Students travel back in time at Barnhisel House


By SARAH LEHR

slehr@vindy.com

GIRARD

For once, kids were excited to do chores.

Local students had the opportunity to experience life in the 1840s while touring the historic Barnhisel home this week.

Students learned about daily routines of the 19th century and eagerly volunteered to wash clothes by hand and gather firewood.

Roberta Lawrentz, president of the Girard Historical Society, drew on her experience as a former Girard High School math teacher and engaged students with hands-on activities.

“Students respond well when there’s a tactile element and when they can really participate,” she explained, while dressed in a floor-length dress similar to something that Mrs. Susan Barnhisel might have worn.

Among other activities, students played 19th-century games, such as dropping a clothespin into a jar, and toured an herb garden.

The Barnhisel House, 1011 North St., serves as the historical society’s headquarters.

The home’s storied history began when Henry Barnhisel acquired 318 acres of the Connecticut Western Reserve and built a farm home on that property sometime near 1843.

According to legend, there were once secret tunnels under the home because the Barnhisels operated a stop on the Underground Railroad, which was used to help slaves escape from the South.

Local historians, however, have not yet been able to find evidence to support that claim, said Sue Ellen Harris-Davis, a society member.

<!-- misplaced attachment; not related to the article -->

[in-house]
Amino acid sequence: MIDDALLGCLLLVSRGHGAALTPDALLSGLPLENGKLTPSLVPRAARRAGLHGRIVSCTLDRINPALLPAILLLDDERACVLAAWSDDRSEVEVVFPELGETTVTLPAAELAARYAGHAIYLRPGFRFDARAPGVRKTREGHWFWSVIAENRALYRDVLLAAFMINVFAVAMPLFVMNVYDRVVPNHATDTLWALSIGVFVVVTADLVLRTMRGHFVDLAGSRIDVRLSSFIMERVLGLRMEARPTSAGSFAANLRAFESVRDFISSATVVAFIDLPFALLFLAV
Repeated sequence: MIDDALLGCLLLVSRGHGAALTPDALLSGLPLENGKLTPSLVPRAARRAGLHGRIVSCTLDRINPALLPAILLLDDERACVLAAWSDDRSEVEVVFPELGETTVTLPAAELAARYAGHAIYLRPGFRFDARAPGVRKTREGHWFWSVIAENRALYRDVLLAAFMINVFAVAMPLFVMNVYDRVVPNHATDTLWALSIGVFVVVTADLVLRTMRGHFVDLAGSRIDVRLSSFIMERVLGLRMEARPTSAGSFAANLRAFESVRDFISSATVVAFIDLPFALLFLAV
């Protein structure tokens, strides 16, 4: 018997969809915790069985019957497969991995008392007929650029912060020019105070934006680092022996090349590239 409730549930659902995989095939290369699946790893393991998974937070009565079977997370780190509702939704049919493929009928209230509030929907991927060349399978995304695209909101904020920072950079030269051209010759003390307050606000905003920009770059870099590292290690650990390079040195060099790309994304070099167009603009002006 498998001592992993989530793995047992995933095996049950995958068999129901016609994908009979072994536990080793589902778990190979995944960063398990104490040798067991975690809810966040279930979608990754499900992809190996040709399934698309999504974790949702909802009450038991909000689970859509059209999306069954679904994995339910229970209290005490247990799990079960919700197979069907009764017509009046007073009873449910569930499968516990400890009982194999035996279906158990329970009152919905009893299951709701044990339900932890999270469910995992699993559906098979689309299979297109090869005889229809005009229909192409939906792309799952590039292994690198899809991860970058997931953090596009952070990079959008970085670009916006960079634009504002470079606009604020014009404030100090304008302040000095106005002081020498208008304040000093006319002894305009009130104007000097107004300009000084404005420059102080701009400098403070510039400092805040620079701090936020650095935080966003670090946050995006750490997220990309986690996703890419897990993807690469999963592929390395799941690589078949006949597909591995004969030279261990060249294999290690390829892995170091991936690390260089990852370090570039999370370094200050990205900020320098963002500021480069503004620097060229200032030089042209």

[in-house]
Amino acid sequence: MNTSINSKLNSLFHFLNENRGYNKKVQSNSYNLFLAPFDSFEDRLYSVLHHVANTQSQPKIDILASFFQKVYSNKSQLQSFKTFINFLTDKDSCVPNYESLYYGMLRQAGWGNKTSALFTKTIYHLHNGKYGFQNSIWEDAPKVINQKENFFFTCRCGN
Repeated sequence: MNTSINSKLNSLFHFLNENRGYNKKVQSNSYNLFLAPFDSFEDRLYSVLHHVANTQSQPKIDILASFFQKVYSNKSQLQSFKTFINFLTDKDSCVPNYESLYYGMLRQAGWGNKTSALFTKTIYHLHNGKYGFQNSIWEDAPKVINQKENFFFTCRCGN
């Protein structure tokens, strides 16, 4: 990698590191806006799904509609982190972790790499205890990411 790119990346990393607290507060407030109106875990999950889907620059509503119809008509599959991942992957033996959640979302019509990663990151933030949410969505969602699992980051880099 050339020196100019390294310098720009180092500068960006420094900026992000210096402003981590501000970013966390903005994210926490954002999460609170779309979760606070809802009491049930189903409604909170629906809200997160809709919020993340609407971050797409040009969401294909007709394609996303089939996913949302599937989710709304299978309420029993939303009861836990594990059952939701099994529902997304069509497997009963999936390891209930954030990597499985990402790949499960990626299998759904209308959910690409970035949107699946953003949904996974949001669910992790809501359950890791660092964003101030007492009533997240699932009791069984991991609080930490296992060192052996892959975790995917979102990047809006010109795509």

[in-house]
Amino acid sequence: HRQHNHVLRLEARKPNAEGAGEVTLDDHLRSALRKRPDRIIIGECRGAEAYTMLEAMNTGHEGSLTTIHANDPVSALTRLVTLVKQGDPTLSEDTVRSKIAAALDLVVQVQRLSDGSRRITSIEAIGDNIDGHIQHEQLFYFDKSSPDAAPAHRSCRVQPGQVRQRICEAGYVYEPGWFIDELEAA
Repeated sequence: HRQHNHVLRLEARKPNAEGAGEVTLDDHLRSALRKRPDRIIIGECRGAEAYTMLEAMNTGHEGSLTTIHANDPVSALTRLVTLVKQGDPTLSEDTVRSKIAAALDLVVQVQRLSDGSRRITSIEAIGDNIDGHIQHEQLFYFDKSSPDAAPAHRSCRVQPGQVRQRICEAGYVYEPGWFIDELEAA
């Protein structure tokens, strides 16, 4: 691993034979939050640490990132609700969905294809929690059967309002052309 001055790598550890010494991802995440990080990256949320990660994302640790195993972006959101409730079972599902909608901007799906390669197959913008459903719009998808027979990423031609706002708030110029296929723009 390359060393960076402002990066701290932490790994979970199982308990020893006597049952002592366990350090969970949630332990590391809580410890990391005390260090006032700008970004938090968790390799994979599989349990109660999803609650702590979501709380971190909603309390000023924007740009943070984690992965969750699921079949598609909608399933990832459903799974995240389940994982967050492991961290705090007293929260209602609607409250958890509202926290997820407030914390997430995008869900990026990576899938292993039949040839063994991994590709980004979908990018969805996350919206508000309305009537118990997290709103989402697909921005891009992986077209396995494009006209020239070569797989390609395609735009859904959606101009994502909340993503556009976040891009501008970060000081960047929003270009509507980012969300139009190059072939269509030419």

At the turn of the century, Joseph W. Smith gained ownership of the home. Smith made his fortune after patenting leather-making techniques and founding the Ohio Leather Co.. His descendents owned the home for decades.

Eventually, the historical society gained the property and got to work restoring the home to its former 19th-century glory. The home reopened as a museum in 2003.

Girard fourth-graders toured the home Monday and Tuesday; Liberty fourth-graders visited the home Wednesday; and St. Rose School fourth- and fifth-graders will visit Friday.

On Wednesday, Liberty students stood on their toes to peer at Civil War artifacts, including badges, regional money and prayer books for the Union and Confederate armies.

Many of the artifacts, which included originals and reproductions, belonged to the personal collection of Ralph Chuey, a Union Gen. Ulysses S. Grant enthusiast, who dressed as a Union soldier for the school tour. Grant, born in Ohio, ended up as our nation’s 18th president.

The Barnhisel House Museum is open to the public from 1 to 4 p.m. May to December on the second and fourth Sundays of the month.

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